The Mehlville School District currently has SROs at Oakville and Mehlville senior highs and its four middle schools, according to Knost, and the middle school SROs "split duty" at some elementary schools.
Mehlville already had "a lot of deterrents" in place before the Sandy Hook shooting, Knost said, including buzzer systems at elementary and middle schools.
After Christmas break, Knost said both high schools also will have buzzer systems. The superintendent also has asked schools to revisit their practices when people push the buzzer.
"I'm requiring that all of our schools take their time, have a conversation with the person to assess why they're there, who they're there for and if there is any concern whatsoever about the legitimacy of why they are there ...," he said.
Knost would also like to move the SRO offices near the front doors of all district buildings. He also is considering adding secondary police officers — off-duty officers hired by the district — to the budget, "ramping up police officers" through elementary schools or expanding SRO officers. He expects to present information regarding such endeavors to the Board of Education at its Jan. 10 meeting.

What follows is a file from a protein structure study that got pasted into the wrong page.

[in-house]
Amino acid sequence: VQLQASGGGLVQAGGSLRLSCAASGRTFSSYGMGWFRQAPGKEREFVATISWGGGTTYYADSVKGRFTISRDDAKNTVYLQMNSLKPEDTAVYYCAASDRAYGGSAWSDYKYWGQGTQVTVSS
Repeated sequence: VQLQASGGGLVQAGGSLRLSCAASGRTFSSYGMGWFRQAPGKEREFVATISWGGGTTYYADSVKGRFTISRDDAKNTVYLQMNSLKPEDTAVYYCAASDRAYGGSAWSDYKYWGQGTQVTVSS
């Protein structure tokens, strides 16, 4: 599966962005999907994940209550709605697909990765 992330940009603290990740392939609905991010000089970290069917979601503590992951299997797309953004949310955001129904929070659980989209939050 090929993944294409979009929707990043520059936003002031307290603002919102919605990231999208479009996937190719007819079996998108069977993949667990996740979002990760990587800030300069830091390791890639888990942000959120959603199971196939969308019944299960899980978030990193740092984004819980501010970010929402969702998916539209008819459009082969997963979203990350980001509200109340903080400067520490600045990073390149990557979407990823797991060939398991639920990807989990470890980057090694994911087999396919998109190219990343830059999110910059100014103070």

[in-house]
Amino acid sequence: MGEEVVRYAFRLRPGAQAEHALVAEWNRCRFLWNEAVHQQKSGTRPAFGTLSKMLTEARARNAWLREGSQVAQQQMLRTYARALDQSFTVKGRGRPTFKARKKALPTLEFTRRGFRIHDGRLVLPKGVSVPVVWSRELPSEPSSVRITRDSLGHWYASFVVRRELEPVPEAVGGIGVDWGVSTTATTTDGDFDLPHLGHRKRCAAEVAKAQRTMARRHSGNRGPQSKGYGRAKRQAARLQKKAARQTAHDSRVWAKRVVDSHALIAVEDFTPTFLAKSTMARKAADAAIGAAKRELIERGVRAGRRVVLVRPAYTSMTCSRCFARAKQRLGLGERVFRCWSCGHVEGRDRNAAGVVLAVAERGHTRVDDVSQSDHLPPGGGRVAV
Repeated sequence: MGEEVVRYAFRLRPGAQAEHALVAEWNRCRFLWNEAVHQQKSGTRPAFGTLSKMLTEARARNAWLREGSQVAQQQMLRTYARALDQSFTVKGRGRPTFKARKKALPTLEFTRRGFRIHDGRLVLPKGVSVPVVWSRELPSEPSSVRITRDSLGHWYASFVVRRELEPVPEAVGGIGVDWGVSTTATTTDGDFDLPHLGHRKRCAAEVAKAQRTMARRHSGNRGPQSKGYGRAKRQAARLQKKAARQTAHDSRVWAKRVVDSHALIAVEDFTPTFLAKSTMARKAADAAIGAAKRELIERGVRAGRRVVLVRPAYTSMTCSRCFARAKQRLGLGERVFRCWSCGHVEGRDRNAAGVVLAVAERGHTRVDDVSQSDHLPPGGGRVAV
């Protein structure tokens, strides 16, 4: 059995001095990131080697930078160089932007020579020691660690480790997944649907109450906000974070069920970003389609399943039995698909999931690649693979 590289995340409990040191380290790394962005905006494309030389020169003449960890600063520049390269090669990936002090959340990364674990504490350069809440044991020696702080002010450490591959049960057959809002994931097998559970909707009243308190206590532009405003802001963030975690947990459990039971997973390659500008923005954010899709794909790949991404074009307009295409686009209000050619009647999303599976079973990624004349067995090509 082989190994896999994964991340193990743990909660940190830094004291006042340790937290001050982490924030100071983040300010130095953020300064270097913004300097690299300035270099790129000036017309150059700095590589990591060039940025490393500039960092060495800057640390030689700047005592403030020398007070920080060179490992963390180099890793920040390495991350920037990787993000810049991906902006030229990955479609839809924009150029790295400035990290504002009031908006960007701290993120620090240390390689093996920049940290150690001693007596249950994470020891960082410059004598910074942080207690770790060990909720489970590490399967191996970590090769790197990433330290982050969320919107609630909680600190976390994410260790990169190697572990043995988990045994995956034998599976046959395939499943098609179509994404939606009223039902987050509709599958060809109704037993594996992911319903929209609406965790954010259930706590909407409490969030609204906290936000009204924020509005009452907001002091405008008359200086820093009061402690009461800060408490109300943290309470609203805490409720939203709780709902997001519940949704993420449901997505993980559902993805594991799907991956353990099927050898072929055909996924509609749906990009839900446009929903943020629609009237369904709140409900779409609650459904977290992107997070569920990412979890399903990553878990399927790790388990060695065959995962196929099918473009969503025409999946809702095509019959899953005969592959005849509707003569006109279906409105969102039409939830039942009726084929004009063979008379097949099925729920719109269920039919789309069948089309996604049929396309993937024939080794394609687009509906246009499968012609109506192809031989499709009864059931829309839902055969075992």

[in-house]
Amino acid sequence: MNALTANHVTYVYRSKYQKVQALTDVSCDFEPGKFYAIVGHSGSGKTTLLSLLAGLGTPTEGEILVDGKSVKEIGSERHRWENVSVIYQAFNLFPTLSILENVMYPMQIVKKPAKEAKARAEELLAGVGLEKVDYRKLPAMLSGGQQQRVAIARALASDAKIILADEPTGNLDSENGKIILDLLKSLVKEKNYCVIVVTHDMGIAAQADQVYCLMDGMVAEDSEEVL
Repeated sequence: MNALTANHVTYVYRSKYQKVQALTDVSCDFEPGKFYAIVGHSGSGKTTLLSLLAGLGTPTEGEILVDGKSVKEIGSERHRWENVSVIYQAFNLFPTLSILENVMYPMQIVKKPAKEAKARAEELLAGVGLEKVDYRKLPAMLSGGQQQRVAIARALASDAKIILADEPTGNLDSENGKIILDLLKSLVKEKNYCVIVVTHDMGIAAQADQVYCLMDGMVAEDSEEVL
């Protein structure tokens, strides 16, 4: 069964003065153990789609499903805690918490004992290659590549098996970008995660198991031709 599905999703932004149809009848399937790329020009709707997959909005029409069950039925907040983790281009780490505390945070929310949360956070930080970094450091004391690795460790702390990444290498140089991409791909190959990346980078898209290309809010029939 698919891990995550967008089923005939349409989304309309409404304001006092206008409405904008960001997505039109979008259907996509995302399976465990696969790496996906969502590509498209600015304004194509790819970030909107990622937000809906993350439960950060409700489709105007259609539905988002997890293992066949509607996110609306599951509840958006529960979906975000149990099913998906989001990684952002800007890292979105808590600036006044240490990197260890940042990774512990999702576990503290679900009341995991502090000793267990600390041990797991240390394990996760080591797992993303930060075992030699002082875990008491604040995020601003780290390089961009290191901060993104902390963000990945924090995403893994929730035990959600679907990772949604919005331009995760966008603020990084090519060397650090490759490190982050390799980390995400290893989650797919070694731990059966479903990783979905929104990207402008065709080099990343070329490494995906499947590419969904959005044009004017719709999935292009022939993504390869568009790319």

Regarding safety measures at each building level, Knost said that may be what is "changing a little bit."
"I don't think we can differentiate that anymore," he said.
However, Knost said he always has been a believer that the more deterrents that are in place, while "maintaining a comfortable environment" for children to learn, "the safer our kids are going to be."
"What I remind parents is that there are evil people in the world, but I'm happy to tell them that on a daily basis, they're surrounded by far more people that love and care and want to nurture their children than they are evil people ...," he said. "I believe the more police officers we can have intermixed in our population, the safer our kids are going to be."
Fitch said the following topics were also discussed last week:
• School building threat-assessment tours.
• ALICE — Alert-Lockdown-Inform-Counter-Evacuate — Training.
School officials will meet with county police in 30 days, after they have met with their respective school boards, according to Fitch.